Presently one of the methods of increasing pipeline capacity is using the drag reducing agents (DRA). DRA are typically high molecular mass polymers that are added at very low concentrations to reduce the pressure drop necessary to generate a given flow rate in a turbulent flow. They can be used in case if building of extra loops or pumping stations is impossible or the need to increase pipeline capacity is seasonal. Scheduling pumping regimes and calculating the amount of drag reducing additive necessary to achieve the specified pumping parameters, requires a mathematical model. This paper proposes a method that allows to integrate DRA into a mathematical model of viscous fluid motion in a pipeline. The model takes into account the degradation of DRA as the agents travel forward the pipeline.

This article focuses on the question of theoretical model adjustment to the characteristics of a certain pipeline. Using the nominal information about DRA (provided by manufacturers) generally leads to a strong error and some information needed for the modeling might not be provided at all.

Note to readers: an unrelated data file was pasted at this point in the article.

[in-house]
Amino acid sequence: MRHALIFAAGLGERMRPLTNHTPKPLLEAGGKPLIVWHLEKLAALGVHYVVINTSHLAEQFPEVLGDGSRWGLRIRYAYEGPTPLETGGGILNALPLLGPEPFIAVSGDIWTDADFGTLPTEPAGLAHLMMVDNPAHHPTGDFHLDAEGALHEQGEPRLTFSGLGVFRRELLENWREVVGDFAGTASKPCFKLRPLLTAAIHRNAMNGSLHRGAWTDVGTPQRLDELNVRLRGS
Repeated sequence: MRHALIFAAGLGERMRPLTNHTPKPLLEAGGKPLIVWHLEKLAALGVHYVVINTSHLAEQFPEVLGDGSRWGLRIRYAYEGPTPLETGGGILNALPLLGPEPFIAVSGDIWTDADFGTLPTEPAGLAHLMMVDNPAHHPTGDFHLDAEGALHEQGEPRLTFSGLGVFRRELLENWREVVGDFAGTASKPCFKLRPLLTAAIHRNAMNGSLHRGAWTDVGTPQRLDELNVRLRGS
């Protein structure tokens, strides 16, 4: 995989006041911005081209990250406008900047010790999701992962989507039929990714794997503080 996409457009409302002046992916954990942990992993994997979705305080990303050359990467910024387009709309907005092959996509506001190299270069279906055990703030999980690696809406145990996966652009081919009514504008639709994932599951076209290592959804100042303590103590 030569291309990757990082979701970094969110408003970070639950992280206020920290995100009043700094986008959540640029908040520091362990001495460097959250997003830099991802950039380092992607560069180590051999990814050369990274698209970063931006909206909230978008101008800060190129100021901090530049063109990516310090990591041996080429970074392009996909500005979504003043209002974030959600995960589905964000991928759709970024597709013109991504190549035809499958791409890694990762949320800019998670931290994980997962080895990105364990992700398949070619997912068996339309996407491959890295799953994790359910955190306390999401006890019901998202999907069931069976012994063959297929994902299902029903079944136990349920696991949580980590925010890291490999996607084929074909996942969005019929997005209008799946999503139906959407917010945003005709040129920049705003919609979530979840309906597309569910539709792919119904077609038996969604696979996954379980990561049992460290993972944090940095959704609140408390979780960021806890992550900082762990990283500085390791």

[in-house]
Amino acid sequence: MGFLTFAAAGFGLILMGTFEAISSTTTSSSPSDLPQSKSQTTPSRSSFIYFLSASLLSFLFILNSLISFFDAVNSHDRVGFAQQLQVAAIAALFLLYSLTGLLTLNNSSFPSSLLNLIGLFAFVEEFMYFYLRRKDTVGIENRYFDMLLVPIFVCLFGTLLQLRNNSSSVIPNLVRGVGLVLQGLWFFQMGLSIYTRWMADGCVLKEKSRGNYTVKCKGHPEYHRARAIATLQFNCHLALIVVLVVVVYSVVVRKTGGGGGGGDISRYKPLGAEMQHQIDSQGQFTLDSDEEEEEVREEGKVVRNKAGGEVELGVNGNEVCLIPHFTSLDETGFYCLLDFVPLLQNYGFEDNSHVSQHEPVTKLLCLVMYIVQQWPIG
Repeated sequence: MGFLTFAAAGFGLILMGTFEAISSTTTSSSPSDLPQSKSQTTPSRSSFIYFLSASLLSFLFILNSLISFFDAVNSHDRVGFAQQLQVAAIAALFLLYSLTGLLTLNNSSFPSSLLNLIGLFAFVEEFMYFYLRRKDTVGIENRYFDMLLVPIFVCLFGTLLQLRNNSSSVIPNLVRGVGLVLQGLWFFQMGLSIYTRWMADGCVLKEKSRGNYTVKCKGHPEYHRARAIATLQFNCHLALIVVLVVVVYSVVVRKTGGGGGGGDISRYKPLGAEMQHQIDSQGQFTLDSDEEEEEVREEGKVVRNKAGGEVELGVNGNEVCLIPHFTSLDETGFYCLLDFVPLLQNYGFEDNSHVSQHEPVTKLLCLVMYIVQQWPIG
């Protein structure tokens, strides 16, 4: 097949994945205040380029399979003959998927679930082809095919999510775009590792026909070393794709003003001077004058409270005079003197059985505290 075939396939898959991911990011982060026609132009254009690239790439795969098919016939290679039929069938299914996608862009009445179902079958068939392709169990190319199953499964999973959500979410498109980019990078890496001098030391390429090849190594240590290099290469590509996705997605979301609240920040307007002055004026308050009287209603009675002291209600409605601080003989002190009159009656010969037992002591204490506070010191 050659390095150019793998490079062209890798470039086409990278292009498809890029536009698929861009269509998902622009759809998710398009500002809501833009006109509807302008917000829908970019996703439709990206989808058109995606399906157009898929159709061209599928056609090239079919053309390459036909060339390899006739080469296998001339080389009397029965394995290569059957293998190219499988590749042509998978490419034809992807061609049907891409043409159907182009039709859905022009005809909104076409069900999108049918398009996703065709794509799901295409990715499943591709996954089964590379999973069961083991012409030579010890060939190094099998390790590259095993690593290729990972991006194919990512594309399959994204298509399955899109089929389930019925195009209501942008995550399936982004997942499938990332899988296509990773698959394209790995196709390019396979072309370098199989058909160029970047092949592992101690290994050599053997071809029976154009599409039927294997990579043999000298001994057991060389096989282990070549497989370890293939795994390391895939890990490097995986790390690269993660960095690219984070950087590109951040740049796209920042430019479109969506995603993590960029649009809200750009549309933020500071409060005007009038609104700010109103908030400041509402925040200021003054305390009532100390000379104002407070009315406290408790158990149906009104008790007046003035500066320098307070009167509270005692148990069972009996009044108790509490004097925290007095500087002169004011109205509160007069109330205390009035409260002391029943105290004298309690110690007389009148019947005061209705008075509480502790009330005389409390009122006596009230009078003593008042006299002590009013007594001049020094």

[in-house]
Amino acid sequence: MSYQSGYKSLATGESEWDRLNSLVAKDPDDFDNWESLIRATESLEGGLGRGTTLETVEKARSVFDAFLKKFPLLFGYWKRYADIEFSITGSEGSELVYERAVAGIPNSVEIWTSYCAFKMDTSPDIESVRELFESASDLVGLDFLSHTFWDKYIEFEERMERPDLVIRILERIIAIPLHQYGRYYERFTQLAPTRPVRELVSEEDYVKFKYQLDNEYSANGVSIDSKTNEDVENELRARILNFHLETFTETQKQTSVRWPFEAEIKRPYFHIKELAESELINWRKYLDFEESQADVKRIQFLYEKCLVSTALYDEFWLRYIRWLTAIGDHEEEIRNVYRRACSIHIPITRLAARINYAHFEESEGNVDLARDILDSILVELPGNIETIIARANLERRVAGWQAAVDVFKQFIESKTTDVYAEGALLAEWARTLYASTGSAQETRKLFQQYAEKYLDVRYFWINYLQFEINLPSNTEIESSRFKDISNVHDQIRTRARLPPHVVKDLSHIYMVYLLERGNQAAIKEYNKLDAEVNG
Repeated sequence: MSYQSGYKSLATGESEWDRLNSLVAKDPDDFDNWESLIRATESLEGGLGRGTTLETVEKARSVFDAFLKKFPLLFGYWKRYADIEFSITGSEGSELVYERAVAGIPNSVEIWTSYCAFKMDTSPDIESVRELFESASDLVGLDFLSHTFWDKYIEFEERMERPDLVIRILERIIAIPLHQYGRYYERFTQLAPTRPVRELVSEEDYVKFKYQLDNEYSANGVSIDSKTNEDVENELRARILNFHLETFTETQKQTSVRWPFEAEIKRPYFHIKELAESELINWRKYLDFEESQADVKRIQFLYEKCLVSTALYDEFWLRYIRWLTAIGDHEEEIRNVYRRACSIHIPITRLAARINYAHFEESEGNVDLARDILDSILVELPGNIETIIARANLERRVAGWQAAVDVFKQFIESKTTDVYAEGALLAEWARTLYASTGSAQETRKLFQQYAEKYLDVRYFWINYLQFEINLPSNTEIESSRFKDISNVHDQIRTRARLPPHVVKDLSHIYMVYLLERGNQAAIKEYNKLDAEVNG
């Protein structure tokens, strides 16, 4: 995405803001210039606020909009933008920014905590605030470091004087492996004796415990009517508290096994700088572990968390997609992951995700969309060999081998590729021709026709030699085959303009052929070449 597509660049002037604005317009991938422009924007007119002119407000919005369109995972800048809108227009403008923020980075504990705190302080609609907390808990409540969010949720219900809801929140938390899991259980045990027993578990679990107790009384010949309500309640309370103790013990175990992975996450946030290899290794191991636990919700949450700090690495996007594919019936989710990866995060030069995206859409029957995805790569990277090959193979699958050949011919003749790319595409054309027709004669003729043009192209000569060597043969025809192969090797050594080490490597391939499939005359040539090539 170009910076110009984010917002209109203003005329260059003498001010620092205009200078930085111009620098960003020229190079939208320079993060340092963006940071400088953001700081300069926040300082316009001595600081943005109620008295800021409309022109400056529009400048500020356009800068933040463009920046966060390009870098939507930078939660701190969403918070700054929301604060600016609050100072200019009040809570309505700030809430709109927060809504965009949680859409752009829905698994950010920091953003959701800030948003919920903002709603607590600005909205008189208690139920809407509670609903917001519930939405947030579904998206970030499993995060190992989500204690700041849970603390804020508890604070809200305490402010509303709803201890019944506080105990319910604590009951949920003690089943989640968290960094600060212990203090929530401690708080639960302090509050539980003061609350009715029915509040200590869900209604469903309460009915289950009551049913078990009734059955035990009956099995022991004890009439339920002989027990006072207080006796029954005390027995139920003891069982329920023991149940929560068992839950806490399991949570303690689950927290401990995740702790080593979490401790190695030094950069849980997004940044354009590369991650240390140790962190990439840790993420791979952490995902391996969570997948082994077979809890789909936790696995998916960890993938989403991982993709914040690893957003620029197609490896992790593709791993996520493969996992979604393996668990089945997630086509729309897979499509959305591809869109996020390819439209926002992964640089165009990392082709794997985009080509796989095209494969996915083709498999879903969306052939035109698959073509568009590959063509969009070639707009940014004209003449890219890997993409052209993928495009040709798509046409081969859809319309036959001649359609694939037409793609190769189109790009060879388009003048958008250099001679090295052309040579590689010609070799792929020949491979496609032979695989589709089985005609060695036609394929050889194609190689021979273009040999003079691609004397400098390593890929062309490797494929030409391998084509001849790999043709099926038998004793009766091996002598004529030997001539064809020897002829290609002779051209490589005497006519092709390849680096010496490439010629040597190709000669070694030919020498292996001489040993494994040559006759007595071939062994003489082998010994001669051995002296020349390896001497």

Thus, the model needs to be tuned to the real DRA characteristics and the main source of data are real measurements of flow parameters (pressures, flow rates, etc.). Methods of using operational pipeline data for identifying DRA characteristics are considered. The issues of data collection and further data processing are discussed.

The results of comparing modeling computations with real data from operating pipelines are presented. The characteristics of these pipelines are very diverse: internal diameters vary from 0.4 m to 1 m, different DRAs are used, and different types of liquid (oils, oil products and gas-condensates) are pumped.

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